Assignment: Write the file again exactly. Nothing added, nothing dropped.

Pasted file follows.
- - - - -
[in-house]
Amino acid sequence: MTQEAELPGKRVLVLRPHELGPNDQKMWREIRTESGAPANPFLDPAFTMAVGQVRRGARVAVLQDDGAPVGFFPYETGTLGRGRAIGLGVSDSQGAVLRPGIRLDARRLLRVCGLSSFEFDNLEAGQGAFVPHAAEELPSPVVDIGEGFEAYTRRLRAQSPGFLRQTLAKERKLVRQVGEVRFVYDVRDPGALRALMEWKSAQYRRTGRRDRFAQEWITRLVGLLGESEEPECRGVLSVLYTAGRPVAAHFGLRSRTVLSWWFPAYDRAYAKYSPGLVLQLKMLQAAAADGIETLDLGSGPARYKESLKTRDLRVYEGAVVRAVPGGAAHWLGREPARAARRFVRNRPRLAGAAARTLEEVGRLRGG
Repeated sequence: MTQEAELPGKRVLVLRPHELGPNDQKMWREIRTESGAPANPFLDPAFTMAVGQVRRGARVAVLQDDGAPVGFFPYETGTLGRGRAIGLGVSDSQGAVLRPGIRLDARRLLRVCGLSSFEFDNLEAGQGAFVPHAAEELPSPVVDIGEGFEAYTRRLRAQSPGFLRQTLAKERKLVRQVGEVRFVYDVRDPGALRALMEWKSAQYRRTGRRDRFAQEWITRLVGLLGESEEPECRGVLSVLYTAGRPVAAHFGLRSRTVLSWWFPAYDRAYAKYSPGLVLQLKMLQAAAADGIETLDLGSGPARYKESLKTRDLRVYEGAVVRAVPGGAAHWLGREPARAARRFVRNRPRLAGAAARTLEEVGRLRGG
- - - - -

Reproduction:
[in-house]
Amino acid sequence: MTQEAELPGKRVLVLRPHELGPNDQKMWREIRTESGAPANPFLDPAFTMAVGQVRRGARVAVLQDDGAPVGFFPYETGTLGRGRAIGLGVSDSQGAVLRPGIRLDARRLLRVCGLSSFEFDNLEAGQGAFVPHAAEELPSPVVDIGEGFEAYTRRLRAQSPGFLRQTLAKERKLVRQVGEVRFVYDVRDPGALRALMEWKSAQYRRTGRRDRFAQEWITRLVGLLGESEEPECRGVLSVLYTAGRPVAAHFGLRSRTVLSWWFPAYDRAYAKYSPGLVLQLKMLQAAAADGIETLDLGSGPARYKESLKTRDLRVYEGAVVRAVPGGAAHWLGREPARAARRFVRNRPRLAGAAARTLEEVGRLRGG
Repeated sequence: MTQEAELPGKRVLVLRPHELGPNDQKMWREIRTESGAPANPFLDPAFTMAVGQVRRGARVAVLQDDGAPVGFFPYETGTLGRGRAIGLGVSDSQGAVLRPGIRLDARRLLRVCGLSSFEFDNLEAGQGAFVPHAAEELPSPVVDIGEGFEAYTRRLRAQSPGFLRQTLAKERKLVRQVGEVRFVYDVRDPGALRALMEWKSAQYRRTGRRDRFAQEWITRLVGLLGESEEPECRGVLSVLYTAGRPVAAHFGLRSRTVLSWWFPAYDRAYAKYSPGLVLQLKMLQAAAADGIETLDLGSGPARYKESLKTRDLRVYEGAVVRAVPGGAAHWLGREPARAARRFVRNRPRLAGAAARTLEEVGRLRGG